2012 BMW M5

Contradictory to earlier rumblings, the upcoming F10 BMW M5 will reportedly be available with the option of a traditional manual transmission here in the United States. As with the E60 M5, we'd expect the stick-shift-equipped F10 to be slower than its automated sister, but we doubt it will amount to anything noticeable. Buyers will still be able to opt for the seven-speed dual-clutch transmission here in the States, if they so desire.

There's one option, however, that BMW won't be offering in our market. In Germany, buyers can opt to have the car's top speed raised to 189 miles per hour, provided they agree to enter an M5-specific driver training program. This will likely be a costly option – in addition to the price of the training program, buyers will have to shell out for upgraded engine management software, as well as a set of ZR-rated tires.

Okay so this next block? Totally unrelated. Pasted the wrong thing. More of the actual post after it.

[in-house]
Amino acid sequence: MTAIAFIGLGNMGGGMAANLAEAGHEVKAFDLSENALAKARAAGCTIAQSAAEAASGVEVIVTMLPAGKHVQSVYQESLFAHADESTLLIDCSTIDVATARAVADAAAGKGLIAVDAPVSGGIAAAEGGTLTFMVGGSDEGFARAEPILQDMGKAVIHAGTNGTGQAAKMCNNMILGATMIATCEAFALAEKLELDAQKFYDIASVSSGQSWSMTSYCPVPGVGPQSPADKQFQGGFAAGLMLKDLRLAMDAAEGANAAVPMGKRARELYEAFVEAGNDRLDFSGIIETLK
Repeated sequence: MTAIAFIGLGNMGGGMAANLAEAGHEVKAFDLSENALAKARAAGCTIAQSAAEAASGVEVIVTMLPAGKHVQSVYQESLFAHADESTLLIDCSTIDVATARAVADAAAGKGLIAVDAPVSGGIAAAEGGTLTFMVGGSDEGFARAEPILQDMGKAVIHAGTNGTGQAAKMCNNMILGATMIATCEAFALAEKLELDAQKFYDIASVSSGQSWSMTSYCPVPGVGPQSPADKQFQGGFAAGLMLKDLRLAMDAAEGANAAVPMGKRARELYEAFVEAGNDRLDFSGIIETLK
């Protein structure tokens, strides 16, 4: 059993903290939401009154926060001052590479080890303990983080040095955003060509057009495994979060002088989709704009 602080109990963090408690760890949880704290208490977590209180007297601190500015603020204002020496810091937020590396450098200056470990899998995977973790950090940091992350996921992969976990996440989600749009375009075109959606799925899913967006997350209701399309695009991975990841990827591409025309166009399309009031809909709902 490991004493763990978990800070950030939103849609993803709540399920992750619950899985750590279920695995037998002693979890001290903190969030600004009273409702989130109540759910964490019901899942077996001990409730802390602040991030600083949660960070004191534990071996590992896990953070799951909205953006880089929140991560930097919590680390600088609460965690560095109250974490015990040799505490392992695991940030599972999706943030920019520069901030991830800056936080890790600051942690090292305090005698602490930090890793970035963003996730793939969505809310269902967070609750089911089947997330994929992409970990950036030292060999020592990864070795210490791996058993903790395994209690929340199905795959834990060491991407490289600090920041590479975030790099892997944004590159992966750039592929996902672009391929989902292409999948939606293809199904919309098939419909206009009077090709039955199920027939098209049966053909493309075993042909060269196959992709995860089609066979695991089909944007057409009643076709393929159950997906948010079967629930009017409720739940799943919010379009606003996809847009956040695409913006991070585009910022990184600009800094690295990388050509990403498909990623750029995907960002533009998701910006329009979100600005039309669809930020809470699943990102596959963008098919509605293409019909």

Related Gallery2012 BMW M5 Spy Shots

[Source: BMWBlog | Images: CarPix]